Now hold up, I know what you’re thinking... Symfony already has a REALLY good REST bundle from Friends of Symfony, doesn’t it? This is very true! That is an excellent bundle, it’s high powered and very flexible. Mine is not. In fact it’s not even intended to be. If you want HATEOAS for example, FOSRestBundle is the right option for you. If you need to customize the POST/PUT processes or alter extensively the behavior of your GET actions, then FOSRestBundle is going to be a far better option for you. If you want to use Propel or Mongo (though that may come in the future for mine) or any other data source besides Doctrine ORM than FOSRestBundle is the better option for you. If you are using Doctrine ORM and want to write as little code as possible while getting some REST endpoints, than my bundle might be the better option for you.

Enough chatter, take a look at the fixtures included in my bundle and you’ll see some very simple examples of what sort of metadata driven modeling I had in mind for this project. I have a pretty extensive functional test that shows how the bundle works. I’ve also built a simple example application using this bundle that you can take a look at and see the bundle working. Well without further delay, I'm really happy to share with you LemonRestBundle, documentation included! Feedback is very welcome, feel free to drop me an email or shoot me a message on twitter.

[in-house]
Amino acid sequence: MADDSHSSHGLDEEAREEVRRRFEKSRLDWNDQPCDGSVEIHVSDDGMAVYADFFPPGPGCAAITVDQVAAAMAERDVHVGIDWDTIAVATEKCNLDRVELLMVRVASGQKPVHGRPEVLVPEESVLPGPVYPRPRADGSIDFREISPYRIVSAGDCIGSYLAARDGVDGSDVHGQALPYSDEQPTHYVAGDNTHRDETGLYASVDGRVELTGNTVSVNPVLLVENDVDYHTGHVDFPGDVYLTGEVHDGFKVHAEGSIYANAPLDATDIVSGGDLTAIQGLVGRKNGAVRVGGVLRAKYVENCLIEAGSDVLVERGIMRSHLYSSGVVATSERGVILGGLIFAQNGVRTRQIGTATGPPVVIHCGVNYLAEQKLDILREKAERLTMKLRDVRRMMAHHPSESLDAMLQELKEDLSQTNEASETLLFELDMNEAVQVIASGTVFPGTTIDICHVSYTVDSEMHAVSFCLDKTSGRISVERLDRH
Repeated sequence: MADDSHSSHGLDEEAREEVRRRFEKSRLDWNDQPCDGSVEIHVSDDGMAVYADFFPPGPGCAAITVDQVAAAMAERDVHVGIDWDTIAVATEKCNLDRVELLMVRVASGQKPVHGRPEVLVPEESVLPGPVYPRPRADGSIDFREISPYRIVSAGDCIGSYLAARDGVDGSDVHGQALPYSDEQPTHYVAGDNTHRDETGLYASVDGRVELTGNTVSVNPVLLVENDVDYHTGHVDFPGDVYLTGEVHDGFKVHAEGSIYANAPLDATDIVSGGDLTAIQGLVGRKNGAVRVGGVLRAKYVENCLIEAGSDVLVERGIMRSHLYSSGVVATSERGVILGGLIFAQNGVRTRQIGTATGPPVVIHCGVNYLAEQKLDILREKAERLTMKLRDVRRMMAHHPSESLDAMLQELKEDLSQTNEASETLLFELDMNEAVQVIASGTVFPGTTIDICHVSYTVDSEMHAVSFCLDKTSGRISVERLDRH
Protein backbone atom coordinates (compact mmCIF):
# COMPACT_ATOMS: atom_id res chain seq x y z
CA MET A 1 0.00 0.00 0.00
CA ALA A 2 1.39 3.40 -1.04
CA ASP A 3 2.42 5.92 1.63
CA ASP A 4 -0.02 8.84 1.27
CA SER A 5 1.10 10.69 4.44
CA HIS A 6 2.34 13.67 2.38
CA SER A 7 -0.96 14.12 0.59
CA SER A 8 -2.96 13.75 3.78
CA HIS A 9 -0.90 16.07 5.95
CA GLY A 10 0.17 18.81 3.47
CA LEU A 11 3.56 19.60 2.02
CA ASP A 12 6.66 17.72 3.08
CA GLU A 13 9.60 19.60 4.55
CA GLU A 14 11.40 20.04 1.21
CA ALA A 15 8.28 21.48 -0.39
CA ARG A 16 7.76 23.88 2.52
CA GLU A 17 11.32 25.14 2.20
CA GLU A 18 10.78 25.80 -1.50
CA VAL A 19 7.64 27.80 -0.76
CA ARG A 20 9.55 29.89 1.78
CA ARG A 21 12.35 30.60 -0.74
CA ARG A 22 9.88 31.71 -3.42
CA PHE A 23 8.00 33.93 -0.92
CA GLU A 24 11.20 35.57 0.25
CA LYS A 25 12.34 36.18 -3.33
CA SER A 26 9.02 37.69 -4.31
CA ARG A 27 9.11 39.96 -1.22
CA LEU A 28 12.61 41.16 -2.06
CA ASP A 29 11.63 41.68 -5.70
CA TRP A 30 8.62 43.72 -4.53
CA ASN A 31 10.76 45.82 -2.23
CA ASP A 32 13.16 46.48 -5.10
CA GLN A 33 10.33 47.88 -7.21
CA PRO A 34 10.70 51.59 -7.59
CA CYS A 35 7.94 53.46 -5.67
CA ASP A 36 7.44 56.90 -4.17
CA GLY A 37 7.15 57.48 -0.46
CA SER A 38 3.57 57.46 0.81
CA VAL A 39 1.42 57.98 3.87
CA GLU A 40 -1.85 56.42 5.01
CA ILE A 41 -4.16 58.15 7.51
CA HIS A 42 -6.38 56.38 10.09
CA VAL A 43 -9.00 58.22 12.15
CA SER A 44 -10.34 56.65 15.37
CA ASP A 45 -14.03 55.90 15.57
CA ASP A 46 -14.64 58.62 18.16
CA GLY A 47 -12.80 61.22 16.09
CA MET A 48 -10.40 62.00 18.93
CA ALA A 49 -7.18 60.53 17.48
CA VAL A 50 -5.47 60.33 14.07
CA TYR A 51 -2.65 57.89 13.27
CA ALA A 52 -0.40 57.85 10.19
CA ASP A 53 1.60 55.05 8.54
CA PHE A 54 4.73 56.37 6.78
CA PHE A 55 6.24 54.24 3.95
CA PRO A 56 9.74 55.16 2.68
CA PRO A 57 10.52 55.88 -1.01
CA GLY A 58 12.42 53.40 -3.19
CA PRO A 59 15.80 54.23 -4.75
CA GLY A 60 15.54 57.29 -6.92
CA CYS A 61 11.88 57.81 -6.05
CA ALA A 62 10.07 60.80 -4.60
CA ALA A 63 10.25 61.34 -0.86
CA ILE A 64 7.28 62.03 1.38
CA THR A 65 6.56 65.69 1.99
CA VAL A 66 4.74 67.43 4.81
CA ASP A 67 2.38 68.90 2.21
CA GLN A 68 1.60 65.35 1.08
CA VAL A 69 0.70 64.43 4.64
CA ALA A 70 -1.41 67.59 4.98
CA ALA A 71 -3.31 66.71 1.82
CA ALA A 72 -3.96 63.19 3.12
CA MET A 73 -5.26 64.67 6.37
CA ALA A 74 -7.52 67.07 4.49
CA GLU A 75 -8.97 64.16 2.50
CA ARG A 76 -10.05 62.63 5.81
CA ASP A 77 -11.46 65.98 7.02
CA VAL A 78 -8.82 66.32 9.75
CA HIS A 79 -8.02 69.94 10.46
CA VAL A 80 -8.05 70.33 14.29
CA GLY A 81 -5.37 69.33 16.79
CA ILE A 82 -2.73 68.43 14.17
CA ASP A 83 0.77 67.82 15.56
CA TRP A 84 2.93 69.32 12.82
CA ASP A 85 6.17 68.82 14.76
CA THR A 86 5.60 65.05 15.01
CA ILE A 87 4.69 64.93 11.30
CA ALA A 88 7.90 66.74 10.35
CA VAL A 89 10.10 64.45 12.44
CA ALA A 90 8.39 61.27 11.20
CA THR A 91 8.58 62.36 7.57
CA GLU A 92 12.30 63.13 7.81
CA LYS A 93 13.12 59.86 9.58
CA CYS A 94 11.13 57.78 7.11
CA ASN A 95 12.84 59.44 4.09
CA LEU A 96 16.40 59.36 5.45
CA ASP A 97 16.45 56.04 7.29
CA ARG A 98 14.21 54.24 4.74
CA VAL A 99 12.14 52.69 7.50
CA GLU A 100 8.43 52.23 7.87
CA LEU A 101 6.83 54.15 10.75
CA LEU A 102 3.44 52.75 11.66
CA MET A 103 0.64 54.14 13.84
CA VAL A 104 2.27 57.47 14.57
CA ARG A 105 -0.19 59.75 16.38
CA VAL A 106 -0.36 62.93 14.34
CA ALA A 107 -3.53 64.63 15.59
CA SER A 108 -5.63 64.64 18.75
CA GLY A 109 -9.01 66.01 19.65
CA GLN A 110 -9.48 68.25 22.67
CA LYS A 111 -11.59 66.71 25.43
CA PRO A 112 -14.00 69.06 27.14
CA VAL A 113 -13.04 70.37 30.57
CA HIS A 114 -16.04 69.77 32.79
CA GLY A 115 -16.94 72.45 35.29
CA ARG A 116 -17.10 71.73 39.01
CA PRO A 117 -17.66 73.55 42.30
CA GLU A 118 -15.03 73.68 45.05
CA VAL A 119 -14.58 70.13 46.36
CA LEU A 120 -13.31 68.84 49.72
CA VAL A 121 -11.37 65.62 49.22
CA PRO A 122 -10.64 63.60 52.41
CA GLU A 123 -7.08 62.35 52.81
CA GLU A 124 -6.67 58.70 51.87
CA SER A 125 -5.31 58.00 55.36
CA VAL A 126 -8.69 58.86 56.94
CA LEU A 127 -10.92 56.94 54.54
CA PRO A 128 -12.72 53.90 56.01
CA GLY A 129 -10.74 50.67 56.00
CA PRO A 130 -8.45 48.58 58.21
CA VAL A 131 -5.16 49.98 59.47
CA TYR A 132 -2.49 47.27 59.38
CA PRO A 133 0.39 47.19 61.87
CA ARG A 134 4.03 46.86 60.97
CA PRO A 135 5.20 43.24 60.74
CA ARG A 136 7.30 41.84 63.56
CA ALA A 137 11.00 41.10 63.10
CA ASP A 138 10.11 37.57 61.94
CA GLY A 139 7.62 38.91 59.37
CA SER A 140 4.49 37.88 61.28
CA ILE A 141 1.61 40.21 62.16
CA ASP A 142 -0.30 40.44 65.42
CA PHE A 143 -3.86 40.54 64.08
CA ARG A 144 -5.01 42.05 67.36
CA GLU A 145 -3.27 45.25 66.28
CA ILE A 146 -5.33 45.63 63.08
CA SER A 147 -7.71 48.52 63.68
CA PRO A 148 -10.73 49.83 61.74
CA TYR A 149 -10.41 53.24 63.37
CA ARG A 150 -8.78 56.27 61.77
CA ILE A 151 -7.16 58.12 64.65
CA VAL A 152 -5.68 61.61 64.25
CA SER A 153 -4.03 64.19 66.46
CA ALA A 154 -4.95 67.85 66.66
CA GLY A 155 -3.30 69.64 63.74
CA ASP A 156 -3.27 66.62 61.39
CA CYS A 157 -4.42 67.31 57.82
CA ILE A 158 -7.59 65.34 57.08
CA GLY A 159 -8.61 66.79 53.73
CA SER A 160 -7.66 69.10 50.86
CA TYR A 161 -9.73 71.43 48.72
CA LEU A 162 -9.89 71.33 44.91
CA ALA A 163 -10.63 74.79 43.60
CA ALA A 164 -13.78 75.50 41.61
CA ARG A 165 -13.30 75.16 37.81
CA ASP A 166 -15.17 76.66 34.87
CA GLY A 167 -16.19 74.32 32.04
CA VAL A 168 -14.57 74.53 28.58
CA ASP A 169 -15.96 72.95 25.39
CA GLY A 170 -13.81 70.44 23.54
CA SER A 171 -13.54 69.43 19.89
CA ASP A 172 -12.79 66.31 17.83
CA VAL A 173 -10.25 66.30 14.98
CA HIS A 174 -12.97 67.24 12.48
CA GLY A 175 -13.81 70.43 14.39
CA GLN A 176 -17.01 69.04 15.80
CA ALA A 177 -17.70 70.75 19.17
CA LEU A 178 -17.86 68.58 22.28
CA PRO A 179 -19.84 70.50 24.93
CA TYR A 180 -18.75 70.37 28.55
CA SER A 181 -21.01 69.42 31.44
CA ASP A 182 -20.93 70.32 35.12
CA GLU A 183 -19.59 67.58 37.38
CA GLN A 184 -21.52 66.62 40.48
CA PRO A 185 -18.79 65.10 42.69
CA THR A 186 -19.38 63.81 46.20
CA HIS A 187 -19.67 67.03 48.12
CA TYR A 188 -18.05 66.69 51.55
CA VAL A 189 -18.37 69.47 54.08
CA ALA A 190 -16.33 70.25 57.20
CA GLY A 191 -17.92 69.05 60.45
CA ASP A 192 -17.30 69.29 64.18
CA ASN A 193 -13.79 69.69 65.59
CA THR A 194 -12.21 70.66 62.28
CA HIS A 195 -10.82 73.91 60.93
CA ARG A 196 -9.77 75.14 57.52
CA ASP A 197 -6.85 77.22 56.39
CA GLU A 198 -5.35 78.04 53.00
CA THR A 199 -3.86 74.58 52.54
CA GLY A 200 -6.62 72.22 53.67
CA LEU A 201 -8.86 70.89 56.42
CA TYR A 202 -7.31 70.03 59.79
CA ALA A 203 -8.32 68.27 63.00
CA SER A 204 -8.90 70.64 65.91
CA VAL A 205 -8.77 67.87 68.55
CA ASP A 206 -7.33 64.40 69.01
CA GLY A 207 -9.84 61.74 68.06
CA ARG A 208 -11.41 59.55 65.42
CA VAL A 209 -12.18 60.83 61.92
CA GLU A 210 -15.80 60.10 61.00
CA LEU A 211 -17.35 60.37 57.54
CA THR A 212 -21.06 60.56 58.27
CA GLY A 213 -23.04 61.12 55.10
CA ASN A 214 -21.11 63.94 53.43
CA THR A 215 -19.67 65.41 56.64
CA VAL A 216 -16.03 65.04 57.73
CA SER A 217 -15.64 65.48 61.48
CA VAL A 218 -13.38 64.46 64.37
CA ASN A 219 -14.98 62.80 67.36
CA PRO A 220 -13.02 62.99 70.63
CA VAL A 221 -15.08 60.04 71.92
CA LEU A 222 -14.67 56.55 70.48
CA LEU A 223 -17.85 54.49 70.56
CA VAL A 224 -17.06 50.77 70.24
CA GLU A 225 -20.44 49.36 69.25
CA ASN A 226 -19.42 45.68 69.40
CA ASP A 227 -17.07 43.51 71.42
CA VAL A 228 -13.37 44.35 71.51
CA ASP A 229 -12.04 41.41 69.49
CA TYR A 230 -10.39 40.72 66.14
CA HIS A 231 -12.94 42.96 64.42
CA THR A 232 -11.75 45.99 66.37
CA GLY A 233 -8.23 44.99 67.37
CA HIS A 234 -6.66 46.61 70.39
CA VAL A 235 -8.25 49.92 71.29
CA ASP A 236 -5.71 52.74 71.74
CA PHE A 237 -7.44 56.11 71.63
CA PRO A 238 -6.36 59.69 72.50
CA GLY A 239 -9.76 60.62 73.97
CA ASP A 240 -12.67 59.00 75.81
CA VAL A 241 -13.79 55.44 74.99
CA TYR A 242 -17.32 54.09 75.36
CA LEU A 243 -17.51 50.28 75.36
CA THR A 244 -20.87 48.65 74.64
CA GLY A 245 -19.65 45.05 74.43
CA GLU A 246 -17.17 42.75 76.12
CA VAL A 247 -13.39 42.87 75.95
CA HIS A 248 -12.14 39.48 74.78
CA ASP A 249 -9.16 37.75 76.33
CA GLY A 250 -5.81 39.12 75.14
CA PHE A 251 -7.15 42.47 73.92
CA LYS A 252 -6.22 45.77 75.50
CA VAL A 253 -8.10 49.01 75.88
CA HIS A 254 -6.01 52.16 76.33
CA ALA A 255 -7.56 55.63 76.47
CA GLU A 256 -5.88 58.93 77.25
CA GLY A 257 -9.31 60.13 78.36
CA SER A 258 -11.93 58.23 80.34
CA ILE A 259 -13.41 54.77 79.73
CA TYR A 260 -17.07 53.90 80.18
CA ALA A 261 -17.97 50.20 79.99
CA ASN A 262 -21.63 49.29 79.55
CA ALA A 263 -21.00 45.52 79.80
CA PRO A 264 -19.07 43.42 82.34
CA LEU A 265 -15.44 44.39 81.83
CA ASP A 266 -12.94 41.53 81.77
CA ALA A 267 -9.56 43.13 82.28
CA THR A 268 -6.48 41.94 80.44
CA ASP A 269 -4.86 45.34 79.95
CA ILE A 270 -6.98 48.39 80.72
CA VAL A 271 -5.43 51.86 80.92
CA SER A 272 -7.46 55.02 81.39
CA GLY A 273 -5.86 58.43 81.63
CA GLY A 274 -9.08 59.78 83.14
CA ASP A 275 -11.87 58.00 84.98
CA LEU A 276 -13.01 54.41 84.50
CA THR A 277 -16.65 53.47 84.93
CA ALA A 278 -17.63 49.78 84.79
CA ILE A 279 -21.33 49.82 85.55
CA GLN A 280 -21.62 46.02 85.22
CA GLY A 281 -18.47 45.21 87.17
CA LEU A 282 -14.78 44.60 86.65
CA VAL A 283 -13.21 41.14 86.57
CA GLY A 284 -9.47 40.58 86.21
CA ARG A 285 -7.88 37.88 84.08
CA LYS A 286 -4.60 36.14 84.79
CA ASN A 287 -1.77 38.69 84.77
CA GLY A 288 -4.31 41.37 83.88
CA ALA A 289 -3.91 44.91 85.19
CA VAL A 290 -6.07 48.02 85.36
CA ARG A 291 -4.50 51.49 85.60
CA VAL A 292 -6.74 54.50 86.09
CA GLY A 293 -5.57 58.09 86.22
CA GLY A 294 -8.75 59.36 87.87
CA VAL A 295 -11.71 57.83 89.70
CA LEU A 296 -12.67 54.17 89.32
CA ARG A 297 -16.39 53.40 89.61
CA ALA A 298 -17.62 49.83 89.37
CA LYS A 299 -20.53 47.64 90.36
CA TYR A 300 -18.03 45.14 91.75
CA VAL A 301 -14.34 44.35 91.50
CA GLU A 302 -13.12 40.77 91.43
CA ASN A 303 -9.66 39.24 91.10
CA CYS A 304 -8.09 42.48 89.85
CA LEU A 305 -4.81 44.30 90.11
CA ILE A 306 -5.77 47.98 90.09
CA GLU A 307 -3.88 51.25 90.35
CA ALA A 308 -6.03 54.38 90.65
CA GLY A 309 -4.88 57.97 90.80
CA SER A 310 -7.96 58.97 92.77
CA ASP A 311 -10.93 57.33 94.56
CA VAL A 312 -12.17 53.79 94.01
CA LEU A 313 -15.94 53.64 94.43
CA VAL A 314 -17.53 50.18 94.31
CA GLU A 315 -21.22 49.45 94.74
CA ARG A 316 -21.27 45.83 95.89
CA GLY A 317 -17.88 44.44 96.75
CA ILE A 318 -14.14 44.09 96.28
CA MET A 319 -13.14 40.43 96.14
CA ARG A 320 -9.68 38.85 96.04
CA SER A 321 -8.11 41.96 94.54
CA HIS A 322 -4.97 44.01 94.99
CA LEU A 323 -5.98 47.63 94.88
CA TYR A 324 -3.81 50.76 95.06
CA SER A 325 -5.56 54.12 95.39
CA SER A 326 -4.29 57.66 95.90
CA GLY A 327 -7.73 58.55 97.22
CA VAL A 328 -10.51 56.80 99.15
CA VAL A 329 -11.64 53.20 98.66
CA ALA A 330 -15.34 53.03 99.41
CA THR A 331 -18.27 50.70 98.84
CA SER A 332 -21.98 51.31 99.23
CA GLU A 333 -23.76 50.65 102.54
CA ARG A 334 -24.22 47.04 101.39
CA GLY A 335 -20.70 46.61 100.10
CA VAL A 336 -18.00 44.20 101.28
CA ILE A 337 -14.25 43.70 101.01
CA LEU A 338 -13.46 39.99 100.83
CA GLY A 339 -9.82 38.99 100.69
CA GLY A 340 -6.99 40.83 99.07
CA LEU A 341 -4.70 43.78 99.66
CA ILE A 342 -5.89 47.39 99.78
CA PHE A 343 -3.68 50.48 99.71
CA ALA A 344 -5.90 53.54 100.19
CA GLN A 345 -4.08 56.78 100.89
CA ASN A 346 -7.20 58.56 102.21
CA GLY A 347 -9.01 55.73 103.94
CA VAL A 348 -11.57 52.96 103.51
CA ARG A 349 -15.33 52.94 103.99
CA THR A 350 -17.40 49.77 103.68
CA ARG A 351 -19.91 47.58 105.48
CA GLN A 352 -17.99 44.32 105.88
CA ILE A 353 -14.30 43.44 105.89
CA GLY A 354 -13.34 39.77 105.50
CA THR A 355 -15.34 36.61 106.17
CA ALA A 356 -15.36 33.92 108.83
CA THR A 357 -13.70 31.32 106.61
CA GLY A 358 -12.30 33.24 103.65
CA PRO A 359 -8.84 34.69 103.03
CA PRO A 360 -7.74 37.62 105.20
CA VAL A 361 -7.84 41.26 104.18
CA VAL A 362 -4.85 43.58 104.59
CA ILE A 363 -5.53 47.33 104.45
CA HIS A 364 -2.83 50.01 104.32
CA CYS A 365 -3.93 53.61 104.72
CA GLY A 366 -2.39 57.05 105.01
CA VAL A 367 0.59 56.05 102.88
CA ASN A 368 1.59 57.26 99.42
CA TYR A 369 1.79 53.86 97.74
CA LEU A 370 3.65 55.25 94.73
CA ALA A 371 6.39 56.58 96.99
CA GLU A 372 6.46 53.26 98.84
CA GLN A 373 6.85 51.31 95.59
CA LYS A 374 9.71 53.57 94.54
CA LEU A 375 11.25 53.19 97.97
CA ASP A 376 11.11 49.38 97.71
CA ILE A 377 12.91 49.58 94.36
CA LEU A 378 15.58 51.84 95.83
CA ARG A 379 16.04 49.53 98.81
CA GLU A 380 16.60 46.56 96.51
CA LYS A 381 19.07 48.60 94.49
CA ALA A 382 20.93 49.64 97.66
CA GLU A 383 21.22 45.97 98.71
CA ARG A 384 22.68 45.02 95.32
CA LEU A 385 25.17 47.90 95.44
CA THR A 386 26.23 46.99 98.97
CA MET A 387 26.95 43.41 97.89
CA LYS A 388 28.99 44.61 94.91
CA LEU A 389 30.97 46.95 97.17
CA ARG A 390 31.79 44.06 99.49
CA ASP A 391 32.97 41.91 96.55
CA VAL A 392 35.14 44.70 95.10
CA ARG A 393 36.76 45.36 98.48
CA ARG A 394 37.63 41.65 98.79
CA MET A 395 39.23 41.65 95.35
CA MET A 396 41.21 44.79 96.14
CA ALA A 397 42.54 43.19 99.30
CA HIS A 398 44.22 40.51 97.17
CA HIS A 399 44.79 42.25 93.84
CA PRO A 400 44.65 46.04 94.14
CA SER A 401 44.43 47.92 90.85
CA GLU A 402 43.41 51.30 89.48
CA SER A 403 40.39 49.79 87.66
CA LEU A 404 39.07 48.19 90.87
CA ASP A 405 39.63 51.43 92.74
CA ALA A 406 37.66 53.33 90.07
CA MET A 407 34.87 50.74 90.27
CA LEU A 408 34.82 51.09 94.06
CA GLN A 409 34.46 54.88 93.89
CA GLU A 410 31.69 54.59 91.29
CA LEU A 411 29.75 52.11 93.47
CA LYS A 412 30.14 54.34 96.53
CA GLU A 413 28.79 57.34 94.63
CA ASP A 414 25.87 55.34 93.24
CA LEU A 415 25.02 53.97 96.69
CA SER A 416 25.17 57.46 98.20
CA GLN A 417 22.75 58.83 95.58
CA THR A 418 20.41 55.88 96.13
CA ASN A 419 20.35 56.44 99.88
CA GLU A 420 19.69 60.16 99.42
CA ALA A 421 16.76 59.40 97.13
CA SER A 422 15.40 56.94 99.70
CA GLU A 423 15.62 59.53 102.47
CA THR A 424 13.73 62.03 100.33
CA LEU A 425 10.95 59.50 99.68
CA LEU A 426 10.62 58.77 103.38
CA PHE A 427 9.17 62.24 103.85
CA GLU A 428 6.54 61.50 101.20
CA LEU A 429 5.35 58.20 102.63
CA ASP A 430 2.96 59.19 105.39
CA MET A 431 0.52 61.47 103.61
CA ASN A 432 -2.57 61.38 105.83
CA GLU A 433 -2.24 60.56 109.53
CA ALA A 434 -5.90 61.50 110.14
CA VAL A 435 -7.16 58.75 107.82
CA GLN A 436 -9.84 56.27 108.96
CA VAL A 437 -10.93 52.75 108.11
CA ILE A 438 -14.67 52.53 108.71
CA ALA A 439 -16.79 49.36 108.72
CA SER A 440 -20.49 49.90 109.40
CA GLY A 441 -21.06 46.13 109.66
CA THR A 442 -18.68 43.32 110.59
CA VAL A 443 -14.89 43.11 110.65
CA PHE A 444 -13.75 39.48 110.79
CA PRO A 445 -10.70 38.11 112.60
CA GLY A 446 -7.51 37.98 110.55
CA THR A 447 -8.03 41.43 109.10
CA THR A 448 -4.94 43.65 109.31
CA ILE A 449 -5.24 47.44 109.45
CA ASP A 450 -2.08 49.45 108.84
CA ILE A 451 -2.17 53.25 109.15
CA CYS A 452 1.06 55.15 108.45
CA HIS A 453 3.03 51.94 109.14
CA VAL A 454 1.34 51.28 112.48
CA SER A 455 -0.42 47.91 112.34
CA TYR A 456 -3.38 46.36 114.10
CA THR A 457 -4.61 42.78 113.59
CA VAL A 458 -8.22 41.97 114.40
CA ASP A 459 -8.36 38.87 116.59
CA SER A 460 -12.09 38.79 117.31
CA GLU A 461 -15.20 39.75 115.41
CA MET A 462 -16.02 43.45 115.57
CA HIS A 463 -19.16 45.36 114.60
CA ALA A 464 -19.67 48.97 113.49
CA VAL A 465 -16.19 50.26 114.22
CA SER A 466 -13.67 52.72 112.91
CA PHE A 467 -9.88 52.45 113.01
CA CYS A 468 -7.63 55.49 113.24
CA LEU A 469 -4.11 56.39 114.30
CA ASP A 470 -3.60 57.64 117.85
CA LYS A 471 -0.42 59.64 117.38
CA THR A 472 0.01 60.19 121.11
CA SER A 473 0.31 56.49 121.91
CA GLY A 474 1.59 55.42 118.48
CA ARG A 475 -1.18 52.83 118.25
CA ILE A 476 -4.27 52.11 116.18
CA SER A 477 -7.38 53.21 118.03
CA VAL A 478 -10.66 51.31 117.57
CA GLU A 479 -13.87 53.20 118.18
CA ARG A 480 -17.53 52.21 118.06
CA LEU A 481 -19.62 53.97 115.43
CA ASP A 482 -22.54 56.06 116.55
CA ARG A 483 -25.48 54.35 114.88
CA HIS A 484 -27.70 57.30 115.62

Symfony 2.5 was released on June 1. I've been following blogs and listening to podcasts about the release and there are a lot of really awesome additions in this release. But there is one feature in particular that I don't believe is getting enough attention and deserves some.

Back in April I wrote about my frustration with Symfony & Absolute Paths. I was excited to see in May that this concern found itself into an official GitHub issue and PR and that it might get resolved in a future release of Symfony.  Well it has, and burried under the notes for 2.5 RC1 is this, "bug #10894 [HttpKernel] removed absolute paths from the generated container (fabpot)".